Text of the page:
Mrs Meyer introduced patterns to Room 16 students by explaining and showing them what a pattern looks like with the help of some peers. We used big circles to start with and to do it as a whole class to understand what and how a pattern works.
Patterns with Interlock blocks
The students used interlock blocks to choose and start their own pattern to make a tower. While they were busy focusing on building their pattern tower, they used their critical thinking skills to work out what colour block will be next. Some students took the initiative to build more than one tower and to use different colours for each tower. After building their pattern tower, we discussed what their towers looked like and the colours they used.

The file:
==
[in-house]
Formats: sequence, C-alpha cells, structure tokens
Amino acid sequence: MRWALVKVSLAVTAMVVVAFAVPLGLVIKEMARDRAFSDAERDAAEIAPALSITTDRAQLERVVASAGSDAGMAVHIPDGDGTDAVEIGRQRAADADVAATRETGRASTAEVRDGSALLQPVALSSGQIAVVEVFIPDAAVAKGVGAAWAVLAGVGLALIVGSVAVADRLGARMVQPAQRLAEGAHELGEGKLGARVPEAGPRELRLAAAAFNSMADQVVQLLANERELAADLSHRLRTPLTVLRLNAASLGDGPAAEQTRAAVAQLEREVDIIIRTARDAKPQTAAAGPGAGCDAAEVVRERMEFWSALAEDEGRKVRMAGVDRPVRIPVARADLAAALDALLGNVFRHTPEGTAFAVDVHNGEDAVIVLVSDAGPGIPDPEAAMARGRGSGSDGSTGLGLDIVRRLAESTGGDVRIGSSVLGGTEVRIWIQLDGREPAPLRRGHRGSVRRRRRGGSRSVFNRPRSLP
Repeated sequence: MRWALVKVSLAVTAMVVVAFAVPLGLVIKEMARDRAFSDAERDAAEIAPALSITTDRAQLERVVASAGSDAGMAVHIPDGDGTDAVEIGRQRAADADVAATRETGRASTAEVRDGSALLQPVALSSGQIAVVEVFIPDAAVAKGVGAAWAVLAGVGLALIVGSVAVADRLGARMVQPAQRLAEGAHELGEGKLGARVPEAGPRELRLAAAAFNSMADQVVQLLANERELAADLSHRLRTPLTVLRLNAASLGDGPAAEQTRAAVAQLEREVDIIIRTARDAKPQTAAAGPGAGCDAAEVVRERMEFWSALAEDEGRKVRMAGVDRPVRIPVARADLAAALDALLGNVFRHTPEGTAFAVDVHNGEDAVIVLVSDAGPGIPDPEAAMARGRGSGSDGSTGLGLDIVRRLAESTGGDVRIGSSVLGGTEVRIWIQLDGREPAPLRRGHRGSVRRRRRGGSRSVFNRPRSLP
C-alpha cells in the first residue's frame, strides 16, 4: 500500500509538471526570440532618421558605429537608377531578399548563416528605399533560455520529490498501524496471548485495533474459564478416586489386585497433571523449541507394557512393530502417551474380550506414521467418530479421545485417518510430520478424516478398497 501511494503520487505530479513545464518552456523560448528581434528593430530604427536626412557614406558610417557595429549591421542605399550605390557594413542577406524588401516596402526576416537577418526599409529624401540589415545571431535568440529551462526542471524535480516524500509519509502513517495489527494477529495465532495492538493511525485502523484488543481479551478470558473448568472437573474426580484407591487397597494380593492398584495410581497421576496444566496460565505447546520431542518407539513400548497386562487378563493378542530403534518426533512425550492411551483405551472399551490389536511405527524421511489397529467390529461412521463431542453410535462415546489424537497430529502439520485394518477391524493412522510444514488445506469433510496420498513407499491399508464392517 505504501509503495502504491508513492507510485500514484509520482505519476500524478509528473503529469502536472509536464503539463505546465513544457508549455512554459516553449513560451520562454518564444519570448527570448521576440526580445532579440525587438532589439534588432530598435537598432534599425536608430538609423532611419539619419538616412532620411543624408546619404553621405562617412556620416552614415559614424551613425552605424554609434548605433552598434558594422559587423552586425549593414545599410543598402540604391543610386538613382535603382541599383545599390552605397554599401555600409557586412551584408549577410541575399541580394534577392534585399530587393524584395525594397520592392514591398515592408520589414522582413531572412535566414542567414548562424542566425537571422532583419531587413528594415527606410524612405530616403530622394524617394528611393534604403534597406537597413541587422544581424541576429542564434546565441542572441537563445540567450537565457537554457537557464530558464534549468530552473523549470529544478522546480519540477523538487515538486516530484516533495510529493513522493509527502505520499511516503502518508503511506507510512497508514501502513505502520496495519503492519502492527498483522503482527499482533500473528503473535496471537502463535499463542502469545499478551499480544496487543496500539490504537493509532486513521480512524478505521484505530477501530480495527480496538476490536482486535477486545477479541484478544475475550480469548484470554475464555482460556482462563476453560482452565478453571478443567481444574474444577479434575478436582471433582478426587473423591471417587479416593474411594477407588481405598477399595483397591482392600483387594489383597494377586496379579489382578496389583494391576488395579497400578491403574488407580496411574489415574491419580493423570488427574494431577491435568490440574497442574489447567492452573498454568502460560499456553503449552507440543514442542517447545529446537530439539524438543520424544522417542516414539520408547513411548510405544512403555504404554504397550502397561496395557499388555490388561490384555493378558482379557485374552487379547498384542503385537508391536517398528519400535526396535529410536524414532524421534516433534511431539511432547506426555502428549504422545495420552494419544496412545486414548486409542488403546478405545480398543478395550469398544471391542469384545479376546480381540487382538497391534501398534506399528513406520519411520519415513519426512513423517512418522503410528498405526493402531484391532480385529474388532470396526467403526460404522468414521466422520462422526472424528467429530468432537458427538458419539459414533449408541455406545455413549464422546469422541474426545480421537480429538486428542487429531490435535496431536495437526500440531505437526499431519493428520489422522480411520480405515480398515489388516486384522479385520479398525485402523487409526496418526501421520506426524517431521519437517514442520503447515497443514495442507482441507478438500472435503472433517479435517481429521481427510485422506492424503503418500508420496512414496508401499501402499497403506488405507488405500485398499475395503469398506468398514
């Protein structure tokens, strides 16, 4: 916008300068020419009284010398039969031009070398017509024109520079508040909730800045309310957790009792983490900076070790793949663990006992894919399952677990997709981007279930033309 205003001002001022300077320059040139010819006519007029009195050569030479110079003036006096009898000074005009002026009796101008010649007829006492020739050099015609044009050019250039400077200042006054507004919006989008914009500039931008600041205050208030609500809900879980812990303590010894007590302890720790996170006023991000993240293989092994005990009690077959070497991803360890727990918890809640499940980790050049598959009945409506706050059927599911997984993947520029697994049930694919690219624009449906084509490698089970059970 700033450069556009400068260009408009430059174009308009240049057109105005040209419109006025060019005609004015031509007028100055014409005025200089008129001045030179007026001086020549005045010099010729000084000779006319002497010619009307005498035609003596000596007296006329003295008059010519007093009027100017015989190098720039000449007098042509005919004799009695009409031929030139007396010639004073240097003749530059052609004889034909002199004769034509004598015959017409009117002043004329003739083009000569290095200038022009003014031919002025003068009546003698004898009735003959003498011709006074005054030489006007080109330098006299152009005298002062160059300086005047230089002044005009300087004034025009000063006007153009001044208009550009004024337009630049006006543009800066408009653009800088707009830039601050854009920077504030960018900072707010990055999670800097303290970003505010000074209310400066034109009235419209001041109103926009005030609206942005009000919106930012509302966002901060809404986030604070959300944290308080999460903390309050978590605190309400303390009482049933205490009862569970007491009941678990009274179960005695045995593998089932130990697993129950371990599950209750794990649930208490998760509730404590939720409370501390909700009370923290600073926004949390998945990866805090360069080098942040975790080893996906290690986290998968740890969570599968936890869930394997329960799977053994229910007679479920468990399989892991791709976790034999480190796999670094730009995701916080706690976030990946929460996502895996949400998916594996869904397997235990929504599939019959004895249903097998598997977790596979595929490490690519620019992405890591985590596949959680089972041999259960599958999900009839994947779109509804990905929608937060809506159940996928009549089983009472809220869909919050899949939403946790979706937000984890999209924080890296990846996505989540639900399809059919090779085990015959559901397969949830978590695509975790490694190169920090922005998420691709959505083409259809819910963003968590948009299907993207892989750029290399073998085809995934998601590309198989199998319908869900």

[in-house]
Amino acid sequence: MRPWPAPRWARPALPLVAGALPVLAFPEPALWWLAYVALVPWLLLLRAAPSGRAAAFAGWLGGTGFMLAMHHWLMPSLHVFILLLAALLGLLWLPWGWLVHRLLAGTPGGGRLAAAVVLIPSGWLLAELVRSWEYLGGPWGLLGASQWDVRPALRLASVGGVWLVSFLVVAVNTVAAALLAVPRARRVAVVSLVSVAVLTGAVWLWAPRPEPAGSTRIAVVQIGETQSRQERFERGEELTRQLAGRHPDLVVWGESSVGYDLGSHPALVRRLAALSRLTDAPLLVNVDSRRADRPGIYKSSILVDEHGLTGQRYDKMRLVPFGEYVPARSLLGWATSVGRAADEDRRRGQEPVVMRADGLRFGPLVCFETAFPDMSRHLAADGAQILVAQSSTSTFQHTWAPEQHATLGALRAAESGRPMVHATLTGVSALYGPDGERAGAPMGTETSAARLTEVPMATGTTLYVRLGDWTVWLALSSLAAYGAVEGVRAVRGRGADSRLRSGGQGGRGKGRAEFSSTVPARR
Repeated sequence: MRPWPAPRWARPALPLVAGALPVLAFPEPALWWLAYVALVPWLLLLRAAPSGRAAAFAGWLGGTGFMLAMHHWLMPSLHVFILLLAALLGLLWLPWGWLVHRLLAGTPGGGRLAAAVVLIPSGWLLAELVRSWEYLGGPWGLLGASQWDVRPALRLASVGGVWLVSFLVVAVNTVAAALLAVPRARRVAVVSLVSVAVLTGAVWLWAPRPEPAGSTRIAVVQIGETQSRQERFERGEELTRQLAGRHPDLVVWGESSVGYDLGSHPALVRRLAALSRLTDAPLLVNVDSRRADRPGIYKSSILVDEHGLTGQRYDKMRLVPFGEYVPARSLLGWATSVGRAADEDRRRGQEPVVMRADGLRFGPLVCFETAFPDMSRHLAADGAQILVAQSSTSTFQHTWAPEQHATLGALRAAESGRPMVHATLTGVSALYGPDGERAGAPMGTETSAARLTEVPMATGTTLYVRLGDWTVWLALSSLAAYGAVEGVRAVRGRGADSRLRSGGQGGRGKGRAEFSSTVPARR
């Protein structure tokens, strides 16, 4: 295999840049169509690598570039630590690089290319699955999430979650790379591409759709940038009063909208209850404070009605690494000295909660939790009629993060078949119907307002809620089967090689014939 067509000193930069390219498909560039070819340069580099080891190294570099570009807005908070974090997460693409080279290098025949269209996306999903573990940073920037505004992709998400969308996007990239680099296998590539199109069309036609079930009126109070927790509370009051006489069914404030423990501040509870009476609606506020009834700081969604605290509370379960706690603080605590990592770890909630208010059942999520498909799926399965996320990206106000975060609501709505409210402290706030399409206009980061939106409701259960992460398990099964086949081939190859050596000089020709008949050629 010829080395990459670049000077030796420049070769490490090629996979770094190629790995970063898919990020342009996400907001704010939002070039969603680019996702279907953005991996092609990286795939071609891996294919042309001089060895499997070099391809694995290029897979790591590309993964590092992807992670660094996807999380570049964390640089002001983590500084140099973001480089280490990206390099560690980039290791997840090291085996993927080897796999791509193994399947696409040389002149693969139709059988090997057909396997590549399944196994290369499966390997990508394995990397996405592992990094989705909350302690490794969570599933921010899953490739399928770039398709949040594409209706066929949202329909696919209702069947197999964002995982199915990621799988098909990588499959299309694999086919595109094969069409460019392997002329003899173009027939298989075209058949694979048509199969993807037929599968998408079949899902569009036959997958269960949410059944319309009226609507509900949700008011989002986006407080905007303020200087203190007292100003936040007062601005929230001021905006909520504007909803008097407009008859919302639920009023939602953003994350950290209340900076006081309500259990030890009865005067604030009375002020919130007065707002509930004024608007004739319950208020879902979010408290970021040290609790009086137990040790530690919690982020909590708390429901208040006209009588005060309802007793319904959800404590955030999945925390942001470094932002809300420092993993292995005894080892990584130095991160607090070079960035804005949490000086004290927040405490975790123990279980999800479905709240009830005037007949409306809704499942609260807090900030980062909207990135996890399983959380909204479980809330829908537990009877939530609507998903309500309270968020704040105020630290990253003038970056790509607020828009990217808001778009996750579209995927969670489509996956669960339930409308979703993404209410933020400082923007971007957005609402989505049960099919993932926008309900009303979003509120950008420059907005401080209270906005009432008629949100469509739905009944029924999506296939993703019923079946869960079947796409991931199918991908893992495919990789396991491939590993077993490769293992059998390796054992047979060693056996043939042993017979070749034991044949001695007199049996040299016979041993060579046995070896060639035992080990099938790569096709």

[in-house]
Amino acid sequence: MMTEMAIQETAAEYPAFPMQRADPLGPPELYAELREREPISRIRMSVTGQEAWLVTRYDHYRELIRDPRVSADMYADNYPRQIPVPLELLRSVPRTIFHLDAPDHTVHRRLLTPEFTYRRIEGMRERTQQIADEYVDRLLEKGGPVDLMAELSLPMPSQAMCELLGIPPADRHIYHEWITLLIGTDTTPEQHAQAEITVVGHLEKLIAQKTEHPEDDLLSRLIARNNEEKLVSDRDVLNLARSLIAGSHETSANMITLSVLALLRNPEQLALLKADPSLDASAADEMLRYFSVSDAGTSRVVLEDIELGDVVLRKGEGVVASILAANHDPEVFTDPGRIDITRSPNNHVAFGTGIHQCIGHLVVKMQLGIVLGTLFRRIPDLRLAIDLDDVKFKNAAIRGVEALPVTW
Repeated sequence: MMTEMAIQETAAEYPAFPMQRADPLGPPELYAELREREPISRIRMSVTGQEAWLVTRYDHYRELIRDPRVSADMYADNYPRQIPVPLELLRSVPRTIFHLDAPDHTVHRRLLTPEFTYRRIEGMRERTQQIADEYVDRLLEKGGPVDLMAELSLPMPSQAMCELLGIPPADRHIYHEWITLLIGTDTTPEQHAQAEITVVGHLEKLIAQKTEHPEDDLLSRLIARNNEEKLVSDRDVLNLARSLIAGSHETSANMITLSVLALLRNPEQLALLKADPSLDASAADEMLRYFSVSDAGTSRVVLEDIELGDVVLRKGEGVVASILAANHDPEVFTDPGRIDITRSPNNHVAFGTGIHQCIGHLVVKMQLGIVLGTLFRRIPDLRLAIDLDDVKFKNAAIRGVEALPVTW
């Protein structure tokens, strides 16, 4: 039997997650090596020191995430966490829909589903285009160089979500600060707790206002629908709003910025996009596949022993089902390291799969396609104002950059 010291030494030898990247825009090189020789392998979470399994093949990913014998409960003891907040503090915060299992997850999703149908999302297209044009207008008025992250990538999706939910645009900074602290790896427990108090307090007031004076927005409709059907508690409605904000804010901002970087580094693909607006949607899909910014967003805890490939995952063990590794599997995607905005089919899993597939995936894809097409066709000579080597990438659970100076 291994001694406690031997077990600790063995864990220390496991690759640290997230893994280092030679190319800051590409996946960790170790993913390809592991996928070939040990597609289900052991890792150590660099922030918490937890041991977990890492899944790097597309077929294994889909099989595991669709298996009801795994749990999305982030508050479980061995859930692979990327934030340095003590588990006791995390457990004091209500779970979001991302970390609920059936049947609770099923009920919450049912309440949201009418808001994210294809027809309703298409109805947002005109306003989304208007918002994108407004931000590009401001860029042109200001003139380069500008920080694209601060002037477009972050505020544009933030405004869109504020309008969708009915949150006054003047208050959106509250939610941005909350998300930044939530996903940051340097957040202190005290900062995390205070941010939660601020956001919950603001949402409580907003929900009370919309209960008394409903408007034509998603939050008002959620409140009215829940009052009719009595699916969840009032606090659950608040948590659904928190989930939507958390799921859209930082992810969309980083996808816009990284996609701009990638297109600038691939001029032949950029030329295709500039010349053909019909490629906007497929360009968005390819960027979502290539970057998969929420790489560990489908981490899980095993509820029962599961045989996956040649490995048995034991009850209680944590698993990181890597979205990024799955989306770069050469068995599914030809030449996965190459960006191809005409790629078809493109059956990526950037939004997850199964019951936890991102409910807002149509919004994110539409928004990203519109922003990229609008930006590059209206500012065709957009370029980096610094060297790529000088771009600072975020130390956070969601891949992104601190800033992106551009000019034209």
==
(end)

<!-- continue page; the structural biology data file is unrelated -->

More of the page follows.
Patterns with counters
Using counters was a different way to keep the students engaged to create their own patterns. By doing hands-on activities it can help students to better understand and remember how a repetitive pattern works. Creating their own patterns also fosters creativity and problem-solving skills.
As students grasp the basic concept, we can look into more complex patterns. For instance, use three or more colours in a sequence like red, blue, green, red, blue, green. This will challenge them to identify longer repeating sequences.
Colours, counters, and interlock blocks are powerful tools in helping Room 16 to develop a solid grasp of patterns. By progressing from understanding and describing patterns to continuing and eventually creating their own, students are not only building mathematical skills but also nurturing their cognitive abilities.